Robin Thomson: What I wish we had known
By Robin Thomson. Published 2020-08-27BOLD-Living
When my wife, Shoko, was diagnosed with Alzheimer's, we had no idea what lay ahead. Here are some of my reflections.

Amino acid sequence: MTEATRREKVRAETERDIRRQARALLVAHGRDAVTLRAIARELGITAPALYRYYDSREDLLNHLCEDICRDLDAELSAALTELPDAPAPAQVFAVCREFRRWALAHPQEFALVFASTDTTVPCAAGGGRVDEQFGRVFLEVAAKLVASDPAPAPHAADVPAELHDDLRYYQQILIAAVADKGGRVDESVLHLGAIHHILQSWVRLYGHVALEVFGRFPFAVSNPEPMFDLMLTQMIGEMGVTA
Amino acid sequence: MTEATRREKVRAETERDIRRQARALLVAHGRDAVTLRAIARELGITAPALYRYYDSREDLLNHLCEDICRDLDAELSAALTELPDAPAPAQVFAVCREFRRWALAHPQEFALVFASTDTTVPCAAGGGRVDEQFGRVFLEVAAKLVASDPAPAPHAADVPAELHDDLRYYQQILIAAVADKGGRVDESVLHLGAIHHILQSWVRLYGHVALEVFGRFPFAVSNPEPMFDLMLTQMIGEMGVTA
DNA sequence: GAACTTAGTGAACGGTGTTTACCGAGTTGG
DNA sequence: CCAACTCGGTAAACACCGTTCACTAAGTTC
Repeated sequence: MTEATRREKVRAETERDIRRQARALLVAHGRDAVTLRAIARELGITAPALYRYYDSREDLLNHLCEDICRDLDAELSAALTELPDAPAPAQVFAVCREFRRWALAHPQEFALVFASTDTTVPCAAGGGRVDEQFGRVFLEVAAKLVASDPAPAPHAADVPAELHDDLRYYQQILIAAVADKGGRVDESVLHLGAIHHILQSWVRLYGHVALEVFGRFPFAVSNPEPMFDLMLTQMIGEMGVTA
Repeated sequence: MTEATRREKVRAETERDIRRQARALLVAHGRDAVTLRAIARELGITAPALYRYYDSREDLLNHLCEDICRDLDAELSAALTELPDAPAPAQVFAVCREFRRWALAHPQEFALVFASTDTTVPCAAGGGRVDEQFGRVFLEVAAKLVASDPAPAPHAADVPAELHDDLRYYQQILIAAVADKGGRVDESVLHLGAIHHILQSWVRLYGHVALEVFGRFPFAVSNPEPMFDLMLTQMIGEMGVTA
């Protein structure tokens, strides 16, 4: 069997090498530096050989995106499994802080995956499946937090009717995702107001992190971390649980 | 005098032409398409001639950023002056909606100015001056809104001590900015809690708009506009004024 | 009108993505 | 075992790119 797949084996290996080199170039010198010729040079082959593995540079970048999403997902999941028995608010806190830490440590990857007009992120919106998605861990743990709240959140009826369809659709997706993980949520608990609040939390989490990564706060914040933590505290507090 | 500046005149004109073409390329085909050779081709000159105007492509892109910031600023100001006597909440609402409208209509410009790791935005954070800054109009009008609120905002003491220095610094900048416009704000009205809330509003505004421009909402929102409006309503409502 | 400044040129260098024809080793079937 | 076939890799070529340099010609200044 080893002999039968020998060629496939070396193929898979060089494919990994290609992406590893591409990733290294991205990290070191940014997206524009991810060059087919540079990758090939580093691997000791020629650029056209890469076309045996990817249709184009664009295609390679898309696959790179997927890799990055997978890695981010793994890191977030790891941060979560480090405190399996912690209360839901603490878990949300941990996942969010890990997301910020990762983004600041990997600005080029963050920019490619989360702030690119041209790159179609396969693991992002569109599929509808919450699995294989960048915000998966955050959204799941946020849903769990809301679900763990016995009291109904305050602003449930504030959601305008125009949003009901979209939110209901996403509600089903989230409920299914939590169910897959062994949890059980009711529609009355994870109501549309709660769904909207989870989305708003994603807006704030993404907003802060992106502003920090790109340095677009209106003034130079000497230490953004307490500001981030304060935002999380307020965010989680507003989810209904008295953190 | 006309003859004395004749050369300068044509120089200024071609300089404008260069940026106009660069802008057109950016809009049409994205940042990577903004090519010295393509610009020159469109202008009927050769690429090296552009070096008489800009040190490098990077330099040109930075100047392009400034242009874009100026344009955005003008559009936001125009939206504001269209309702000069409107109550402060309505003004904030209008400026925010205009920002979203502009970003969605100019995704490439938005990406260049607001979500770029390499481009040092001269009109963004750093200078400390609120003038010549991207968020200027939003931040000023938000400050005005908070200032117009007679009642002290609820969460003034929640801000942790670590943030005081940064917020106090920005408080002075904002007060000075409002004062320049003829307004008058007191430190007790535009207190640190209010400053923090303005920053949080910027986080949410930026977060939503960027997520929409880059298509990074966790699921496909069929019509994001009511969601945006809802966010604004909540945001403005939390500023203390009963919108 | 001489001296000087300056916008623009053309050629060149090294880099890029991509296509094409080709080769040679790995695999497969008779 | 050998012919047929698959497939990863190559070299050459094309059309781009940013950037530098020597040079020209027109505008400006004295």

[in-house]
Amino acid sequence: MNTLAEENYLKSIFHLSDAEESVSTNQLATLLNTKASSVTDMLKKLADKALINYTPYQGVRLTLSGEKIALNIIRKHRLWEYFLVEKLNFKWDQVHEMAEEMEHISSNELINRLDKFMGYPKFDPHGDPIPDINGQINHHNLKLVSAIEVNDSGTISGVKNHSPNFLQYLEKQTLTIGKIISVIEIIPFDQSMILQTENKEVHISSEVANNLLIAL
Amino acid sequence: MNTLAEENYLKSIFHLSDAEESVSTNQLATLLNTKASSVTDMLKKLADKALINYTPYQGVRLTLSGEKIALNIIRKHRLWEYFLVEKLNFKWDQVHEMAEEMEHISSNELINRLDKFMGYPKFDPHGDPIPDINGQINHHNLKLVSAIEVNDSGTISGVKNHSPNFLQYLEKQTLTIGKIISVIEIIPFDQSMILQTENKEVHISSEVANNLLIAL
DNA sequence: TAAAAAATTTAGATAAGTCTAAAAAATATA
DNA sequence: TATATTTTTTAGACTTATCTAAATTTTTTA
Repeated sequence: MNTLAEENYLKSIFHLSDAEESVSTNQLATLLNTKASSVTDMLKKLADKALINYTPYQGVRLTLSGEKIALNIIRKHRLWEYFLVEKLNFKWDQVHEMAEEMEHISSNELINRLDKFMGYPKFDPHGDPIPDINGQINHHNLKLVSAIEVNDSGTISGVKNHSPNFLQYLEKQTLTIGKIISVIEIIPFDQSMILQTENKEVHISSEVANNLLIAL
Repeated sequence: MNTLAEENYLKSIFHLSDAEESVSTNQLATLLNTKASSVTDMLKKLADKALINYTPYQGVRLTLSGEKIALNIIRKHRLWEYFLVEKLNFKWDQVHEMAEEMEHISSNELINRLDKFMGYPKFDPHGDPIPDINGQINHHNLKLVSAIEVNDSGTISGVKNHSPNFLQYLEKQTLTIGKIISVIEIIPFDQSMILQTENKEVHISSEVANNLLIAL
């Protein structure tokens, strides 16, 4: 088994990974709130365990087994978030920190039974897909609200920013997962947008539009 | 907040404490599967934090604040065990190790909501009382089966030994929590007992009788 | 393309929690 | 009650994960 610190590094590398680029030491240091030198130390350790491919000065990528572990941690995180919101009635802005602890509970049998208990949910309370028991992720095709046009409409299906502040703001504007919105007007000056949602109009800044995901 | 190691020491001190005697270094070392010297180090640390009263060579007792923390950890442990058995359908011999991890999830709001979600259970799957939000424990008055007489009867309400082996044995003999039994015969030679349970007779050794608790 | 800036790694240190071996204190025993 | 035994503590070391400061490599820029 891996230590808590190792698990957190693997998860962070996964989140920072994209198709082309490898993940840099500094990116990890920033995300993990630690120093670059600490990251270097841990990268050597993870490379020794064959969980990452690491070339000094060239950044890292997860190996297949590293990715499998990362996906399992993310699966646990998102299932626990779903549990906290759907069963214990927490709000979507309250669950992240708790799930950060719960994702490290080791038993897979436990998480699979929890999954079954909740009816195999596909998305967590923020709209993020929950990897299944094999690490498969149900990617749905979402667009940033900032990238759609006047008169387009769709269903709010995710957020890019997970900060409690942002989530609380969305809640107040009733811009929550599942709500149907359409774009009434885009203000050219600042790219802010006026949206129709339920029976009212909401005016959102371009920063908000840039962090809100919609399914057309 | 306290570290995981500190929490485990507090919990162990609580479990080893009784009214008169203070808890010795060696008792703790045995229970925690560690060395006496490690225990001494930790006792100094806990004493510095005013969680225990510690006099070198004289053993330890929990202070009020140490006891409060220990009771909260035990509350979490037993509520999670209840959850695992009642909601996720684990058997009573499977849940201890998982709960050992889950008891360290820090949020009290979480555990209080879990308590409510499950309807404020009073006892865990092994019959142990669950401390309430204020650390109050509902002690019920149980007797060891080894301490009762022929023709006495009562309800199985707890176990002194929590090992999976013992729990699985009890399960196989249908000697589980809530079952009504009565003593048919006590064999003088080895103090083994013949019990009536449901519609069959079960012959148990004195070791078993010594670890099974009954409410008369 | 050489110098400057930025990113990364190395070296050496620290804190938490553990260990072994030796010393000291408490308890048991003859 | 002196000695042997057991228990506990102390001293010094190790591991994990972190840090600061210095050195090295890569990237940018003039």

Some of the things our family might have done differently:I might have realised that Alzheimer’s is not just memory loss. It can affect the whole person. So when Shoko became anxious about losing things – a kind of paranoia – I would have recognised this and known how to respond better.As the disease took further hold and Shoko’s personality began to change, we wondered what was happening to her. Was she the same person? A key book (one of the few published before 2012) was I’m Stlll Here by John Zeisel (London: Piatkus, 2011). His basic point was: the person with Alzheimer’s is still a person with whom we can relate. But it’s a different relationship. It’s the same person, but not the same person. We can’t go back to the old relationship. But we can build a new relationship. This transformed our understanding.A vital part of this understanding was that the way we related to Shoko was significant. ‘Your body language is more important than what you say,’ our daughter Sarah told me many times, long before I realised it myself. It was true. If the tone of my voice was impatient, or if I hustled Shoko to sit down, get up, or go out, she found it distressing. Sometimes it made her cry. ‘Why are you so cross with me?’ If I spoke softly, or held out an encouraging hand, the rewarding smile warmed me more than I deserved. So trying to persuade her rationally about ‘missing’ things wasn’t the point. We could have been saved many fruitless arguments about where to keep a key or what had happened to a cushion.What this all added up to was the importance of love. We did learn this, though too slowly. And we did get some things right, which I will explain in the next article.
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